Bill’s outfit, the 2nd Infantry Division, had been in nearly constant combat since coming ashore in June on D-Day plus 2. Thirty-two-year-old Private Soderman had demonstrated proficiency with the bazooka back in July when he knocked out a German tank on Hill 192 in France on the road to Saint-Lo. He was now armed with the latest version of that weapon, proudly made by General Electric on Barnum Ave. in Bridgeport, but also requiring its shooter to get real close to a tank for a likely kill. A poorly placed shot would not stop a large tank like a Panther or a Tiger and a bad angle would cause the rocket to bounce harmlessly off the hull.
On the night of Dec. 17 Bill knew that stealth and surprise would be his only allies, and that to effectively destroy a big tank, he would have to get that rocket into the crew compartment where its ammunition was stored. Regardless, the flash of the bazooka would instantly give away his position, drawing fire from every enemy gun in the vicinity.
The German attack began with such speed and violence that there was simply no time for Bill’s unit to evacuate its wounded. Initially, Bill volunteered to stay behind in order to attempt to hand the wounded over to the attacking Nazis, a dubious plan since at that very moment in this offensive the SS at Malmedy were shooting captured Americans in cold blood.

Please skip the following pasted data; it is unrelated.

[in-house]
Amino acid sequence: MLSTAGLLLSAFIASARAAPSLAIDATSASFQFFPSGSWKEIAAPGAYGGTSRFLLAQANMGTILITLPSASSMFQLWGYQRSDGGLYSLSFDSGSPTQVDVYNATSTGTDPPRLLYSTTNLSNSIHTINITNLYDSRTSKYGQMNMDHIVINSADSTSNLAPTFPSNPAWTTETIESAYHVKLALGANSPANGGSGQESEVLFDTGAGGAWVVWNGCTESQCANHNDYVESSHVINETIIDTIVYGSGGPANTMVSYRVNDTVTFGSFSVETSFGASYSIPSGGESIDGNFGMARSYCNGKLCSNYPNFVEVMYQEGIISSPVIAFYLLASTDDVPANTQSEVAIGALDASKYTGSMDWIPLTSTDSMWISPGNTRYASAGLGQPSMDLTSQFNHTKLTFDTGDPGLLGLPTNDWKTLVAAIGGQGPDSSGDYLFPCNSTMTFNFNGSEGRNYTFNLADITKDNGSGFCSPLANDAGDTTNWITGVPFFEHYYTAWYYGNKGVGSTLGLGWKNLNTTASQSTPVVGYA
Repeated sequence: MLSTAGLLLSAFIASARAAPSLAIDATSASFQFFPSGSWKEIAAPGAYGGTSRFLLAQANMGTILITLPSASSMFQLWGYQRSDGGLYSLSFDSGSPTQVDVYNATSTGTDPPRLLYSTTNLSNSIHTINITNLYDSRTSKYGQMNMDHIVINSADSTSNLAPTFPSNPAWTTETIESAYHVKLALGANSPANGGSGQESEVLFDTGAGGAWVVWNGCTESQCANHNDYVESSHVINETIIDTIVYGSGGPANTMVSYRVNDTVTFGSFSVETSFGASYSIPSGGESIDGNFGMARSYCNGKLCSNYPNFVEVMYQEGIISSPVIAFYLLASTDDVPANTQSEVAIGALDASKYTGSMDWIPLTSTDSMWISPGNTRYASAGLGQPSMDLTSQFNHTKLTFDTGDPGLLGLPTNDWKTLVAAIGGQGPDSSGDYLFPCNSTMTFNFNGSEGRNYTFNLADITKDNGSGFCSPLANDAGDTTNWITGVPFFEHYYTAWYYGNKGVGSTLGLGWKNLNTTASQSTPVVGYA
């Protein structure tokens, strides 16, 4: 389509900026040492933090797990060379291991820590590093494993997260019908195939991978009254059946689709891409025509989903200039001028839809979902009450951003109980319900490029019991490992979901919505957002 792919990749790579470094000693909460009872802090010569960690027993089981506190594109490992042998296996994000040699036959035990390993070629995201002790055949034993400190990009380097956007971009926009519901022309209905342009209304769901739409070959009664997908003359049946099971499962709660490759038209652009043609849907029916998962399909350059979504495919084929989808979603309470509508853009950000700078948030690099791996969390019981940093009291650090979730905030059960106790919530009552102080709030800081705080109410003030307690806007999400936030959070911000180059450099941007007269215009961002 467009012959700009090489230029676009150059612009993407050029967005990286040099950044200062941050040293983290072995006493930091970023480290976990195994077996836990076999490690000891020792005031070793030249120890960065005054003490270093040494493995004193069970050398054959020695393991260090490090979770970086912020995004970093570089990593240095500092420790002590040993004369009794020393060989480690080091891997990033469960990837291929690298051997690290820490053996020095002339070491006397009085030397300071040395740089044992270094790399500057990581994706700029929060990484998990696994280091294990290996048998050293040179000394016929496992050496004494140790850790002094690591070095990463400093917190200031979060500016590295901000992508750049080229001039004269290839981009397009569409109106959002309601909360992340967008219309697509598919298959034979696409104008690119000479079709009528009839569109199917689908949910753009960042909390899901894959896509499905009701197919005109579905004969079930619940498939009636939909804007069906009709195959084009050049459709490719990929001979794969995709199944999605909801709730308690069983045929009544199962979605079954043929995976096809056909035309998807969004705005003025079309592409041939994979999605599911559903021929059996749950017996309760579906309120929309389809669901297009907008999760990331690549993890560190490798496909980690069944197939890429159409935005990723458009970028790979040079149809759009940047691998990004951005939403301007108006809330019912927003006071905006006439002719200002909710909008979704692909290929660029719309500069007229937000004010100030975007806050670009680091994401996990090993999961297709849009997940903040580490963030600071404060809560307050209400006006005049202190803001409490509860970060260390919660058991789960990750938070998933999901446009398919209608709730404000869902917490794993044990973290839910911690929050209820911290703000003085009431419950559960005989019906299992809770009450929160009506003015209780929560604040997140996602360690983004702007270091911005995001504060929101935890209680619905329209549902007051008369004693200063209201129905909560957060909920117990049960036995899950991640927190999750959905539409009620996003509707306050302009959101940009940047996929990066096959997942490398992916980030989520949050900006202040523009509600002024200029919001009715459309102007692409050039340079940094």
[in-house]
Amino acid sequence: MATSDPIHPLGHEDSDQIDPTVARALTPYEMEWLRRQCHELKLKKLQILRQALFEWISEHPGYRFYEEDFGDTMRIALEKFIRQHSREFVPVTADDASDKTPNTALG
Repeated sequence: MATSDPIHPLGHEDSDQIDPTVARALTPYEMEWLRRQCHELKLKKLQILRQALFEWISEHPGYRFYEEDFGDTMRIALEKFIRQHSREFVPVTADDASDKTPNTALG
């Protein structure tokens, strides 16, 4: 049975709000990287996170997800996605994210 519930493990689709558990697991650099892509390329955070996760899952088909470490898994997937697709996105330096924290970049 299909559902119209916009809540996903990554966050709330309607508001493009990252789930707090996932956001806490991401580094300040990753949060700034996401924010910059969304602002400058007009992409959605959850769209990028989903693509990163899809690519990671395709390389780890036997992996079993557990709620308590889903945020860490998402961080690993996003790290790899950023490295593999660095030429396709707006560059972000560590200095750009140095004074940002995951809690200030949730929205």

Bill’s commanders knew that an assault by German panzers and infantry would quickly follow their artillery. It was then that Bill decided to take the war into his own freezing hands. He was trained as a bazooka man operating in a two-man team. Bill was the shooter and his partner the loader. But his partner had been wounded in the preceding artillery attack, so Bill had to act alone.
In the growing winter darkness of that December afternoon, Bill lugged a bazooka and several canvas bags filled with rockets into the snowy woods, as well as fragmentation grenades, his M1 carbine and a .45 Colt sidearm. This private was packing some real heat.
He figured that if he could conceal himself beside the narrow road, he might be able to dart out of the woods, shoot a lead tank, and thus block the advance of an armored column. If he moved quickly enough back into the darkened woods, the accompanying German infantry might not be able to see who or what was shooting at their tanks. This might provide precious time for Bill’s battered unit to withdraw to the Elsenborn Ridge four miles to the west.
A few minutes later an American with binoculars spotted five Mark V Panther tanks rounding a bend in the road several hundred yards in the distance. Suddenly a figure sprang out onto the icy road in front of the lead tank, crouched down 15 feet from it, and fired a bazooka. Somebody yelled that the guy must be nuts. The tank exploded, creating an enormous fireball which incinerated its crew and blocked the road. Every other American with two good legs was running like hell in the opposite direction. Bill’s night of tank killing had just begun. As military historian William Cavanagh has written, “Private Soderman began his own private war.”
To be continued.